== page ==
There are blips here and there, not surprising due to the level-ridiculous constraints. BIG AS A WHALE overlapping BUSY AS A BEE is naturally going to be problematic, for instance. The ?HS?? pattern is not particularly friendly, so the OH SAY partial is one of the only options there. Our crossword monkey friend ABU shows up too, but that's an impressively low number of glue entries. Tim's work in the west section is remarkably clean, only UGA raising an eyebrow, at least until I remembered how cutely ugly the UGA bulldog mascot is.

Not a mind-blowing theme, but a great example of how to pull something off with panache.

1
B
2
A
3
S
4
S
5
A
6
L
7
E
8
E
9
M
10
B
11
E
12
R
13
S
14
E
D
I
T
I
O
N
15
N
O
I
R
O
N
16
L
O
C
A
L
P
U
17
B
18
C
O
G
I
T
O
19
T
S
K
20
F
A
21
T
A
S
A
C
O
W
22
A
23
B
24
L
25
E
26
L
A
M
E
S
27
L
28
E
S
L
E
Y
29
D
I
P
30
A
31
B
32
U
33
E
L
A
I
N
E
34
A
L
S
35
W
U
S
36
S
37
D
I
D
N
T
38
M
S
S
39
O
H
S
A
Y
40
S
H
O
D
41
D
O
A
42
P
L
A
Y
I
N
43
U
G
A
44
E
T
C
45
S
A
L
A
D
E
46
S
47
O
C
I
O
48
Y
V
E
S
49
S
50
L
51
Y
A
S
A
F
O
52
X
53
A
54
P
55
E
56
T
O
O
B
A
D
57
T
R
58
A
59
S
60
H
B
I
N
61
O
L
D
A
G
E
62
A
R
T
D
E
C
O
63
P
L
A
T
E
S
64
Y
E
S
L
E
T
S
© 2014, The New York TimesNo. 0528 ( 23,577 )
Across
1
British brew with a red triangle logo : BASSALE
8
Ones dying in a fire? : EMBERS
14
Book version : EDITION
15
Permanent-press : NOIRON
16
Neighborhood spot to order 1-Across, say : LOCALPUB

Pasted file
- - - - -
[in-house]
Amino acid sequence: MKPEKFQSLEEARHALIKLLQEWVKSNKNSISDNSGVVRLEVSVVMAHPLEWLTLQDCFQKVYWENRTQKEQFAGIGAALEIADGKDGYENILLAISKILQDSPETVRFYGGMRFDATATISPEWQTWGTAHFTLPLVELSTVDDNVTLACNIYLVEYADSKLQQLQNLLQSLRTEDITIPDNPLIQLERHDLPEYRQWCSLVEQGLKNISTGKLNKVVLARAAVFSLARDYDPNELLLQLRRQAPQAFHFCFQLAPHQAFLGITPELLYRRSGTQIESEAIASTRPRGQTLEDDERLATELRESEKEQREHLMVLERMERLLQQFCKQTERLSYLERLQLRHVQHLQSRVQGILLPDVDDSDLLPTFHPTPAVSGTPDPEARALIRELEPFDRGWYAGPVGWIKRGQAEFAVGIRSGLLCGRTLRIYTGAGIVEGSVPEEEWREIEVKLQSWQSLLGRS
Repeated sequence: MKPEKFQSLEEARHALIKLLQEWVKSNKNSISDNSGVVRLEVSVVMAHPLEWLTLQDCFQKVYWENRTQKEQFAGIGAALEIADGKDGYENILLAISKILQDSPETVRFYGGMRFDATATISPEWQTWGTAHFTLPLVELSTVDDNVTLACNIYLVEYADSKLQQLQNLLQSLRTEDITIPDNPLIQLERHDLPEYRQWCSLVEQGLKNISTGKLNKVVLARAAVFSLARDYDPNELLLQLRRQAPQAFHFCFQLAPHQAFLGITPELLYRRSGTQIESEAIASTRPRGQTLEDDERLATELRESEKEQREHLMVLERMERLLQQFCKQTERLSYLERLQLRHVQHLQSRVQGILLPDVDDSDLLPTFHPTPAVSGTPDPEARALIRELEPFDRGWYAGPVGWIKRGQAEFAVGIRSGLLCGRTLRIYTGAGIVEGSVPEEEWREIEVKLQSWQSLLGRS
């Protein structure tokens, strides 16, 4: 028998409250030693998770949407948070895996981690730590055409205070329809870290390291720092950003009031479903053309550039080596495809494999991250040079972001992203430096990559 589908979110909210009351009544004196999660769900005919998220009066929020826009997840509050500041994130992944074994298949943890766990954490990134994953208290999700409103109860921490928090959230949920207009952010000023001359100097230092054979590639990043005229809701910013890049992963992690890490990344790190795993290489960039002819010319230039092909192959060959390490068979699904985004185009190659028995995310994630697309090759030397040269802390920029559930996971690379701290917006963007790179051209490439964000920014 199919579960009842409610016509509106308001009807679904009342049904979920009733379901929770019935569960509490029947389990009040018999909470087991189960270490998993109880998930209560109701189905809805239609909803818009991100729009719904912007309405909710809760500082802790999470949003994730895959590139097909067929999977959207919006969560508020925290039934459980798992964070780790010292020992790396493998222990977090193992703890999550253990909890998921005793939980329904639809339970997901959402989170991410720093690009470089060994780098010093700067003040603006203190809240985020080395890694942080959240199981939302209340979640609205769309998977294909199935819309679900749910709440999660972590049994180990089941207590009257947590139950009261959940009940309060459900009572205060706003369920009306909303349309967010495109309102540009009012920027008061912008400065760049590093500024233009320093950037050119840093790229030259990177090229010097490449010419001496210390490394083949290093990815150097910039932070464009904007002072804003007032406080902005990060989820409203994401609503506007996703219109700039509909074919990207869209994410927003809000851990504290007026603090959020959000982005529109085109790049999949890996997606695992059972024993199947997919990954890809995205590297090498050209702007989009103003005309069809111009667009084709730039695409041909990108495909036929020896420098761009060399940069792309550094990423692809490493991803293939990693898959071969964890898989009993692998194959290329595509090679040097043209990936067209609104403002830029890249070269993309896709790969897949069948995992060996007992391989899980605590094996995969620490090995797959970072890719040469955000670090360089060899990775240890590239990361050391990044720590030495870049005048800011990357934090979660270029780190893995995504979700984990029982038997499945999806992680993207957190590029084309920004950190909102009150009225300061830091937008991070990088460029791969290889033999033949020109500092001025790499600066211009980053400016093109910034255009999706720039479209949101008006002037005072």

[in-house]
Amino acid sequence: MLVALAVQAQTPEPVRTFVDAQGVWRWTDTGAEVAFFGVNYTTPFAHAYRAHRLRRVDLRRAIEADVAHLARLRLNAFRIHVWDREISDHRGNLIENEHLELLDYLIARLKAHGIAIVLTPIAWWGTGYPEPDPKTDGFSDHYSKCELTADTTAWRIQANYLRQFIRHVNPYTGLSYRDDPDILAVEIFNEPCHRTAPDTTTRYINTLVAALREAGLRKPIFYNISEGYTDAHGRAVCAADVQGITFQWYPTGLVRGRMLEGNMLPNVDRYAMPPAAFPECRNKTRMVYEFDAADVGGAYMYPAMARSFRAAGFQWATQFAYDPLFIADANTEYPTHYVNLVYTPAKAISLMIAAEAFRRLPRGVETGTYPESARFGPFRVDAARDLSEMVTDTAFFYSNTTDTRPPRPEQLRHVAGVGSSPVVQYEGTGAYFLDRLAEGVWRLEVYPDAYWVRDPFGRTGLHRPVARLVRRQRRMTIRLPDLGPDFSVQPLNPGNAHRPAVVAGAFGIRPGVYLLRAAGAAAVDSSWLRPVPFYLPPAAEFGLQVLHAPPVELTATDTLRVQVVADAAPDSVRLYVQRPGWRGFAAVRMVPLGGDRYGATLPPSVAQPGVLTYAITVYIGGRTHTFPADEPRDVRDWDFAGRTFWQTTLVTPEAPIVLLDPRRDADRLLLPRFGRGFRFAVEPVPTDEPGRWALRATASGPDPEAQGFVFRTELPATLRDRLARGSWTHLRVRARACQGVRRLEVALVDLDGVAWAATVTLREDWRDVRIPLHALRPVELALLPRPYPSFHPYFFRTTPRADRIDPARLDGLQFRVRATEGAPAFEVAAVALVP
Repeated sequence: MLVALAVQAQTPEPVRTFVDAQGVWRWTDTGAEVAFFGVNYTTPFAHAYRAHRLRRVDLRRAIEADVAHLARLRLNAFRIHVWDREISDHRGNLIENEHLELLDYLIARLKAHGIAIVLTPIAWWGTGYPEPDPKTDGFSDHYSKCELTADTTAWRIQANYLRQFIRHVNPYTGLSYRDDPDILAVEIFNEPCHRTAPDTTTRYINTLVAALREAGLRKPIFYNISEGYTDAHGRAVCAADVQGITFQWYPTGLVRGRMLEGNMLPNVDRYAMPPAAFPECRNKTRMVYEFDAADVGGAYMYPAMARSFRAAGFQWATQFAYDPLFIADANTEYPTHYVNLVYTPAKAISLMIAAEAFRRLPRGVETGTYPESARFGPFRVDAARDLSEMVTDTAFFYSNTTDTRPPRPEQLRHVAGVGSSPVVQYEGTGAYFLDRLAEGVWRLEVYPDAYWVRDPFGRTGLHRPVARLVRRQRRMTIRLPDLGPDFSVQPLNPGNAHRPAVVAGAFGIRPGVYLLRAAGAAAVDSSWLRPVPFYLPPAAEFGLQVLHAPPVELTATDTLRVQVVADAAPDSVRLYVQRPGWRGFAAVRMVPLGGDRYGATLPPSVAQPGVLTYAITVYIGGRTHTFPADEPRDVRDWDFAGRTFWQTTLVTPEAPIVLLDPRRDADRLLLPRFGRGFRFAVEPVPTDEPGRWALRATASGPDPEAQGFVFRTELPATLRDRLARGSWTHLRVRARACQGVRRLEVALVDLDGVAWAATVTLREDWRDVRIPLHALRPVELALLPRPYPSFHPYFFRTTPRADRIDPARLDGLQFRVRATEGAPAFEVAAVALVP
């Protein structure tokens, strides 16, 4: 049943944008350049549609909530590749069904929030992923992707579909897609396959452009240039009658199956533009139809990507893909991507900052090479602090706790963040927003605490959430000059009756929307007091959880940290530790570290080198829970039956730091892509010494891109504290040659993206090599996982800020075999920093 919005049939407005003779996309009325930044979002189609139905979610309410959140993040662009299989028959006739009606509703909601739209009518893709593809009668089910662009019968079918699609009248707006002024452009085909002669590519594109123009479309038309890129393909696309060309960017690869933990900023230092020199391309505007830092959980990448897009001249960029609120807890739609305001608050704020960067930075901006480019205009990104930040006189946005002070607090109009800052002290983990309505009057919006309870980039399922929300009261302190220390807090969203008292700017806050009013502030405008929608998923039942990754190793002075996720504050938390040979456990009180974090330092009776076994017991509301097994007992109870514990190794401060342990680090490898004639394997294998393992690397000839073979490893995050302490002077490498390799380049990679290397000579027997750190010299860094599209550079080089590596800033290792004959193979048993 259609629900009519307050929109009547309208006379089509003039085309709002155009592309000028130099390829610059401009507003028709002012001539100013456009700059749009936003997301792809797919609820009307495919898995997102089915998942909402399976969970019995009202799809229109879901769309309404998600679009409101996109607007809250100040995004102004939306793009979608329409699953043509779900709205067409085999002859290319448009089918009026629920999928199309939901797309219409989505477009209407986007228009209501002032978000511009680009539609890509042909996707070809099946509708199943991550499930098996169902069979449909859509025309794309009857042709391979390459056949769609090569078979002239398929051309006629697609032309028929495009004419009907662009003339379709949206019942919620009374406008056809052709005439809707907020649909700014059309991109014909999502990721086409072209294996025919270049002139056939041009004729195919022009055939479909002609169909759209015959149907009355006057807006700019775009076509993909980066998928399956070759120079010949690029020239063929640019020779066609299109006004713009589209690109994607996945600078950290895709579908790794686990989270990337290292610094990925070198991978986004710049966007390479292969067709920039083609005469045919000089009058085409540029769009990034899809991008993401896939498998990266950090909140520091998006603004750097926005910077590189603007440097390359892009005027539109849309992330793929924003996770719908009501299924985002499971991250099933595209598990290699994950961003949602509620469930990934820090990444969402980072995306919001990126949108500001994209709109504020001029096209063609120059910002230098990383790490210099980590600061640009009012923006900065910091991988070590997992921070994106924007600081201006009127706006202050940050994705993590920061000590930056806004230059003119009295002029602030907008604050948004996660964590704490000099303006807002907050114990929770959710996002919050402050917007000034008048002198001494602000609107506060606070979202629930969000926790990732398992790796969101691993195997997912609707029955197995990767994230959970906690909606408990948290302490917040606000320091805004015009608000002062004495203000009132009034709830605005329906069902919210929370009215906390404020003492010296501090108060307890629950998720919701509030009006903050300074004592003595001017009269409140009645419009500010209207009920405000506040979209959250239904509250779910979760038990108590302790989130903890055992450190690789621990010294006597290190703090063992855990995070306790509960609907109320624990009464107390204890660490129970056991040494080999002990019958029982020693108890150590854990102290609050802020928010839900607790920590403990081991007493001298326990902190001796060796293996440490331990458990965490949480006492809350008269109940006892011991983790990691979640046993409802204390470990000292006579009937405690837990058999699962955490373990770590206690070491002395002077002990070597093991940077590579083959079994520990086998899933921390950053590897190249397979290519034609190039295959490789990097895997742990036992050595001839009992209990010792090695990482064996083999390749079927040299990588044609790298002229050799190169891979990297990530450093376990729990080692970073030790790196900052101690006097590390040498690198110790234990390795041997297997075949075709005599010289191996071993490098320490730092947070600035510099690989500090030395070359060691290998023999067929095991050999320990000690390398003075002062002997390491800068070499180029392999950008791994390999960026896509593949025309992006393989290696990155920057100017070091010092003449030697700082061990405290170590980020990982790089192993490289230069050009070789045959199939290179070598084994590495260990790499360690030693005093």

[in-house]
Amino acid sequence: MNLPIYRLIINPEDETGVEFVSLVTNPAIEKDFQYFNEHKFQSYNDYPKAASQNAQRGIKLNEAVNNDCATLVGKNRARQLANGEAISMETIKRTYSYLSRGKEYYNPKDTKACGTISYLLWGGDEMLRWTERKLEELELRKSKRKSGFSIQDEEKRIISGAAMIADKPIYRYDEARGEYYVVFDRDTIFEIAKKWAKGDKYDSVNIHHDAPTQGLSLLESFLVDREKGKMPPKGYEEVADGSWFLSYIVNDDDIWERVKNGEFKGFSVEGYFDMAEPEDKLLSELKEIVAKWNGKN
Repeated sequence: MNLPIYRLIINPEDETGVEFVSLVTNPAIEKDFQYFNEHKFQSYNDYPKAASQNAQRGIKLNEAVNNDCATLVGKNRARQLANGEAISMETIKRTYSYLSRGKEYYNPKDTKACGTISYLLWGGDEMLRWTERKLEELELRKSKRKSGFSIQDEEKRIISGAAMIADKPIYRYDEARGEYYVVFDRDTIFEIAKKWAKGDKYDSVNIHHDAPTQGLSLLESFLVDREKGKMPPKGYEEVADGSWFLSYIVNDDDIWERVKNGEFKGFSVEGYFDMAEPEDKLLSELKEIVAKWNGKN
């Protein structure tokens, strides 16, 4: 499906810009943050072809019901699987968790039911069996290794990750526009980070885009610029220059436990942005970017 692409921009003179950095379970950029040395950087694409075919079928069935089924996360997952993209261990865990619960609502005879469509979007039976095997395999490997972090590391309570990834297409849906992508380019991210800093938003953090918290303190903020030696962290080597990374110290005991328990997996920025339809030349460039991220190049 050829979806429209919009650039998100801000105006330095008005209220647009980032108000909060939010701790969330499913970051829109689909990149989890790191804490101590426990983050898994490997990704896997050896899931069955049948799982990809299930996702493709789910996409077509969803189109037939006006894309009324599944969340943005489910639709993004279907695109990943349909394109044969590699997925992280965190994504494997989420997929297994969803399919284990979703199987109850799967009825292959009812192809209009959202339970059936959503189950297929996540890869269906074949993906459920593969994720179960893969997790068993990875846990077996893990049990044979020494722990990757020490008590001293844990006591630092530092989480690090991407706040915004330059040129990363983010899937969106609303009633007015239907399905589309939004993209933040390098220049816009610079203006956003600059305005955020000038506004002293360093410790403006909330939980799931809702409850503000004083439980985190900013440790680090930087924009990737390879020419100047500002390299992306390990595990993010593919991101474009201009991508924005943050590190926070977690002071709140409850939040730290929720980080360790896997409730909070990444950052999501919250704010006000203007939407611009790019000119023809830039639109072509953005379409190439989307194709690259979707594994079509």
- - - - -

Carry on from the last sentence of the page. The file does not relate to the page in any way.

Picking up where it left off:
18
"Ergo" preceder : COGITO
19
"You should know better!" : TSK
20
Scale-busting : FATASACOW
22
Up to the task : ABLE
26
Shoots in the foot, maybe : LAMES
27
Gore who sang "It's My Party," 1963 : LESLEY
29
Reason for a road warning : DIP
30
Aladdin's monkey pal : ABU
33
"Seinfeld" gal pal : ELAINE
34
Singers Green and Jardine : ALS
35
Wimpy sort : WUSS
37
Denier's contraction : DIDNT
38
Some advanced degs. : MSS
39
Pregame song opener : OHSAY
40
Like dressage horses : SHOD
41
___ good deed : DOA
42
George Carlin's "___ With Your Head" : PLAYIN
43
The Bulldogs' sch. : UGA
44
Yadda, yadda, yadda : ETC
45
___ niçoise : SALADE
46
Prefix with economic : SOCIO
48
Actor Montand : YVES
49
Quite cunning : SLYASAFOX
53
Gibbon, e.g. : APE
56
"Better luck next time" : TOOBAD
57
Place to eighty-six things : TRASHBIN
61
The golden years : OLDAGE
62
Rockefeller Center style : ARTDECO
63
Armadillo defenses : PLATES
64
"Sure, why not?!" : YESLETS
Down
1
Boxer's trophy : BELT
2
Commotions : ADOS
3
Really ill : SICKASADOG
4
Stop on the tracks: Abbr. : STA
5
Be 3-Down : AIL
6
Cut (off) : LOP
7
Sufficient, informally : ENUF
8
Bivouacs : ENCAMPS
9
Archie Comics character : MOOSE
10
Humongous : BIGASAWHALE
11
Holder of a cabinet position : ERIC
12
___-Rooter : ROTO
13
Monet's "___ Scene at Argenteuil" : SNOW
17
Like a chrome-dome : BALDASACOOT
21
Half of all flips : TAILS
23
Unable to see the "E" on the Snellen chart, say : BLINDASABAT
24
Post-Carnival time : LENT
25
Batter's asset : EYE
27
Watch readouts, briefly : LEDS
28
Yale or Root : ELIHU
31
Working away : BUSYASABEE
32
Foreign relief org. created by J.F.K. : USAID
36
January 1 song title word : SYNE
38
Decorator's theme : MOTIF
39
Kingly name in Norway : OLAV
41
The 1980s and '90s, e.g. : DECADES
42
"Gangnam Style" rapper : PSY
47
___ orange : OSAGE
49
"Freeze!" : STOP
50
Veg out : LOLL
51
Luke Skywalker's mentor : YODA
52
Help in finding fractures : XRAY
54
Ancient Brit : PICT
55
Grandson of Adam : ENOS
58
"Come as you ___" : ARE
59
Block boundaries: Abbr. : STS
60
"Good" cholesterol, briefly : HDL

Answer summary: 6 unique to this puzzle, 2 debuted here and reused later, 1 unique to Shortz Era but used previously.